UPDATE: The piles I've described in this post which were on or near the East Covell corridor have been removed. There are some others in the bike lane on Loyola between the entrance to Korematsu Elementary and Alhambra, and still nothing either here or in general to communicate to people driving motor vehicles that people on bikes may deviate from the bike lanes....
Last week's storm was the worst in ten years by many accounts, with serious damage to trees and property, a significant loss of perishable food and other problems caused by lack of power.
Obviously city staff, private contractors and others had their work cut out for them and certainly we applaud their efforts, though many cheered PG&E field staff and they pooped on their bosses (and shareholders).
From what I saw, arterial streets in Davis were cleared for the most part by January 28th, the day after the storms mostly ended. When out then to photograph the weird non-standard lane design on Lake at Russell I passed the dangerousafety radar speed sign on East Covell Blvd. that I blogged about last week.
I noticed that street sweepers had made at least two passes on the traffic lanes of East Covell, because there was a consistent line of debris that started a foot or two into the bike lane from the number two lane. I noticed the same, um, edging on other arteries.
In the winter in Denmark - or at least in Copenhagen - bike lanes are cleared of snow BEFORE traffic lanes are cleared. It's not just about optics: Bikes have a tougher time with snow than do motor vehicles. Similarly, people riding bicycles have to ride around branches that motor vehicle operators can at least pass over slowly. If bike lanes on arteries are blocked with branches and other significant debris - and it's hard to a person on a bike to tell if something's dangerous or simply very annoying in them - they may have to divert into a traffic lane -- just like with the radar speed sign.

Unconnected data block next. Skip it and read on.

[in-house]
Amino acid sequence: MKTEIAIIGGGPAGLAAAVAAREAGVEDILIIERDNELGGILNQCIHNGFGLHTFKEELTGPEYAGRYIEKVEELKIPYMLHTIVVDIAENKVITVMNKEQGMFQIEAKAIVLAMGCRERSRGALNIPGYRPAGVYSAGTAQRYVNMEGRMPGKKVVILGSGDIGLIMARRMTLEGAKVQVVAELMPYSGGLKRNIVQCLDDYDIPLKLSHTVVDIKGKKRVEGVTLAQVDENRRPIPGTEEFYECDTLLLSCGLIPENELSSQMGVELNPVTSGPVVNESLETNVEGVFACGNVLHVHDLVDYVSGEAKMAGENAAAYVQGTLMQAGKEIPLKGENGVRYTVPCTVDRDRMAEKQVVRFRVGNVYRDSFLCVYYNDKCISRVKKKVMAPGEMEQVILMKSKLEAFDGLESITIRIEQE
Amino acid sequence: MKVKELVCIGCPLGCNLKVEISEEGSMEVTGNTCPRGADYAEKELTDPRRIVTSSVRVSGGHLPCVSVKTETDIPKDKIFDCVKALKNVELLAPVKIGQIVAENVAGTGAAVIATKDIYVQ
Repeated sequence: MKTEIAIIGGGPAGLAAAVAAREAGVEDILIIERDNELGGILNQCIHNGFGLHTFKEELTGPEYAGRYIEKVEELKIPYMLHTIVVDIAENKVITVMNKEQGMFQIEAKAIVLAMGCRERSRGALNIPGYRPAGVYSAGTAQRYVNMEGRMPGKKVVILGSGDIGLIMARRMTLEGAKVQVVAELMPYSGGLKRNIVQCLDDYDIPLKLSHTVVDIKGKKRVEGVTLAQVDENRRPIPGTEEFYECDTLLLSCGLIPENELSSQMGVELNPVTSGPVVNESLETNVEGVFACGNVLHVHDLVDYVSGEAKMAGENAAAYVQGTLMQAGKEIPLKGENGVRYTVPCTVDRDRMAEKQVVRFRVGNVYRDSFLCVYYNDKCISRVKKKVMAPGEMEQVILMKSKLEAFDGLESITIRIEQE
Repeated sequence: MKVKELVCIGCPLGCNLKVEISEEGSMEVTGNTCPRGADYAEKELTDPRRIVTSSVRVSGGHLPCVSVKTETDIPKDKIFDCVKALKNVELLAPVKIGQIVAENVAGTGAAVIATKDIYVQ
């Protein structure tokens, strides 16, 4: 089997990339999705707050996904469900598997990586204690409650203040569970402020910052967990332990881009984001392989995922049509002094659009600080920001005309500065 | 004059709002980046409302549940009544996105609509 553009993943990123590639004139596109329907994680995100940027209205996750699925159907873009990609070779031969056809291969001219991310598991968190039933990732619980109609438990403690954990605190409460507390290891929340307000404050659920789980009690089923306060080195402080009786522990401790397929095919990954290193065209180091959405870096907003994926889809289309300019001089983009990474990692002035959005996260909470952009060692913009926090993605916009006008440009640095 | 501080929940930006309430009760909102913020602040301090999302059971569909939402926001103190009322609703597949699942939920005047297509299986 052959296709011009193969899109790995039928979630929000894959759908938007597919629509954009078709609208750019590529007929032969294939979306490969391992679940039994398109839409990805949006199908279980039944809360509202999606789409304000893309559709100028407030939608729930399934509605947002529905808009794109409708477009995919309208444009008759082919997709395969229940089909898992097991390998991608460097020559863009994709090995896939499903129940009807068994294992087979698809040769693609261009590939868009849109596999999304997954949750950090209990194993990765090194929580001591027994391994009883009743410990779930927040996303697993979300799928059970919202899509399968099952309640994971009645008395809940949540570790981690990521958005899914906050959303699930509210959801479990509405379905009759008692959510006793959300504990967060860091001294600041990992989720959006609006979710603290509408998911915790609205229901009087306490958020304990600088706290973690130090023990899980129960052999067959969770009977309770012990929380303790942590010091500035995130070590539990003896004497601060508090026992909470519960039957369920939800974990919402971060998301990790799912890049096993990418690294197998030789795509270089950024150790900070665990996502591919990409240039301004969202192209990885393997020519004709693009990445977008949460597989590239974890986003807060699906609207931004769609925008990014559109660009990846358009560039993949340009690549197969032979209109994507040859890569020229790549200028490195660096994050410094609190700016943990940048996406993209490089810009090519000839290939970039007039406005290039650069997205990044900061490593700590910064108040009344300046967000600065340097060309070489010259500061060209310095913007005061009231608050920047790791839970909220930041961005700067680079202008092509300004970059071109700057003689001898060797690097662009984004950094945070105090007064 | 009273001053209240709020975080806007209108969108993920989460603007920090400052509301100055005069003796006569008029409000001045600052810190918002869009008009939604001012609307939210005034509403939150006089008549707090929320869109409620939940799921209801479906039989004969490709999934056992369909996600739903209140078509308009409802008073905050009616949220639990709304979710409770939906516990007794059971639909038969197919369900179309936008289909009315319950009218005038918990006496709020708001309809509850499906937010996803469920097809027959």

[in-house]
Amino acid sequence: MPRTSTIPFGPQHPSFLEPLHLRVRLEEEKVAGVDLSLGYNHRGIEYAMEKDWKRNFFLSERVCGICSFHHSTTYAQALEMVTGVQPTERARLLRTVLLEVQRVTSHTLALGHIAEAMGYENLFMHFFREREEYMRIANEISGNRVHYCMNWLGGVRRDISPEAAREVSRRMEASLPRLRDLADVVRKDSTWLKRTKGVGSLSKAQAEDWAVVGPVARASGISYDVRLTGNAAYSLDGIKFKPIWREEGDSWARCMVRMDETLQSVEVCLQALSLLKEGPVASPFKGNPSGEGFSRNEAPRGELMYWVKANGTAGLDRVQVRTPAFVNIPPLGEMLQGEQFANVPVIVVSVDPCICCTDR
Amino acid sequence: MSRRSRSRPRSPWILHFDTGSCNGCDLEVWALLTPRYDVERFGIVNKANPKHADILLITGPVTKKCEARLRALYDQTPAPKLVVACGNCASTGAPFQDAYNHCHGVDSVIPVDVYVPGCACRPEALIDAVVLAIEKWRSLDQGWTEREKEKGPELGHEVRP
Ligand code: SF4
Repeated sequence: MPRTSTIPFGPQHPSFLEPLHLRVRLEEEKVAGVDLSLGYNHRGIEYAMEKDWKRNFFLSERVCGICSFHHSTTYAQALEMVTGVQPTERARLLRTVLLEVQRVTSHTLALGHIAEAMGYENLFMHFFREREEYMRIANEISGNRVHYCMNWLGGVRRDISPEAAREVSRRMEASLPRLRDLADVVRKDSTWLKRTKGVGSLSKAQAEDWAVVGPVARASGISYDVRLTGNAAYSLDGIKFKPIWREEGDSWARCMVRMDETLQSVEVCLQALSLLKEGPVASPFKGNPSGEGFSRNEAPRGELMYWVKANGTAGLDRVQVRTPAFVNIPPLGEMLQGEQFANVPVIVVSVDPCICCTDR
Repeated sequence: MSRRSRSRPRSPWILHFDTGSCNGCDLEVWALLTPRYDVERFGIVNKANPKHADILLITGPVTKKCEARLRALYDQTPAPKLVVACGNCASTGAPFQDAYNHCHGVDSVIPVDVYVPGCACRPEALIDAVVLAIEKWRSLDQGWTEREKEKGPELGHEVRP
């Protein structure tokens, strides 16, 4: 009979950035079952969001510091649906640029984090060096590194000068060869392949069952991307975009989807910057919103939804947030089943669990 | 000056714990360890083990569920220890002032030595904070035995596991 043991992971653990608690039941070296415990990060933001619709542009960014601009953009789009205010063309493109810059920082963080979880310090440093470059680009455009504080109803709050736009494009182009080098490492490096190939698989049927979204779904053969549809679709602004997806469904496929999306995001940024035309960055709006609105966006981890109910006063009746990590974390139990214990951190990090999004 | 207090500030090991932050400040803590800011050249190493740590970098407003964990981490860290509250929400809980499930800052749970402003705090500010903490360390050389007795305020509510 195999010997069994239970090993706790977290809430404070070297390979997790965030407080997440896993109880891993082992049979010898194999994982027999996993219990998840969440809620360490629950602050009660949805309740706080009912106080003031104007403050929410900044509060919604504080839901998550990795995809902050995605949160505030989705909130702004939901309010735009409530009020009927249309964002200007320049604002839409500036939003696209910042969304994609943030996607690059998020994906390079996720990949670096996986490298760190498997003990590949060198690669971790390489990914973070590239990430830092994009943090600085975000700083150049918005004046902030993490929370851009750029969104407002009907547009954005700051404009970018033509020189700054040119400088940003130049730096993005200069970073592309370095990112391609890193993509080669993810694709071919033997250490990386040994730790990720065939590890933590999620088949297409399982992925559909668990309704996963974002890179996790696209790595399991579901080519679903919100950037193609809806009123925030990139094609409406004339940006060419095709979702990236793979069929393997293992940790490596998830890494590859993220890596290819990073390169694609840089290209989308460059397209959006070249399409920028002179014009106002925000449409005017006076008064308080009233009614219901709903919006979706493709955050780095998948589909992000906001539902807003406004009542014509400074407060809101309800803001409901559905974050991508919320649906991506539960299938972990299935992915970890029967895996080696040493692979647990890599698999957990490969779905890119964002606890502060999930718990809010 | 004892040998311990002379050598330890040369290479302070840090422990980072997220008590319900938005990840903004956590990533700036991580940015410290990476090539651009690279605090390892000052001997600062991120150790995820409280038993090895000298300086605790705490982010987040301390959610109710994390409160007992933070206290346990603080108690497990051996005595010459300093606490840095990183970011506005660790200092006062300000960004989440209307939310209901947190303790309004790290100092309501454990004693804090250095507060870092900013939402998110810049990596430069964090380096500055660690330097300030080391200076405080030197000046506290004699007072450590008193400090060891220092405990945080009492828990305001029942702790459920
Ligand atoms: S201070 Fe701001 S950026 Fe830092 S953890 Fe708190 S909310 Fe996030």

The radar speed sign is gone - perhaps as of Monday or Tuesday, I don't know why and they didn't get back to me - but the bike lanes are arteries such as E. Covell and 5th St are still there, a week later.
To be clear, I'm not all j'accuse about the situation, because everyone's clearly overwhelmed, also due to power outages that impacted City administration. But it seems fair to ask about priorities: What's the sequence for such extraordinary events? Traffic lanes on arteries first, then collectors (which seem to be done), then local streets? How do bike lanes fit in, at all? Is there a plan, even an improvised one?
Unfortunately the City already has a chronic problem with yard waste in local streets (legal under certain conditions) and in bike lanes (never normally allowed when living trees are shedding), and from what I saw this morning on 5th St roughly between the police station and Alhambra makes it clear that some of the same offenders in the neighborhoods on the north side of 5th are also taking an advantage of this situation.
While it's understandable that some bike lanes may be blocked by debris that fell on them during an exceptional weather event, debris must not be collected and piled in bike lanes. Ever! It's dangerous to require a diversion out of the bike lane, perhaps especially when there's no communication to drivers about the situation. Please write the Bicycling, Transportation and Street Safety Commission at <firstname.lastname@example.org> to tell them your opinions (about my opinions).
Enjoy my photographs and video from Wednesday morning (I re-checked Wednesday evening and all were still present; the ones that are intentional piles were prepared no later than Tuesday evening. )
Video: East-bound East Covell near Birch Lane. The traffic lanes were cleared, but was the debris removed or put in the bike lane?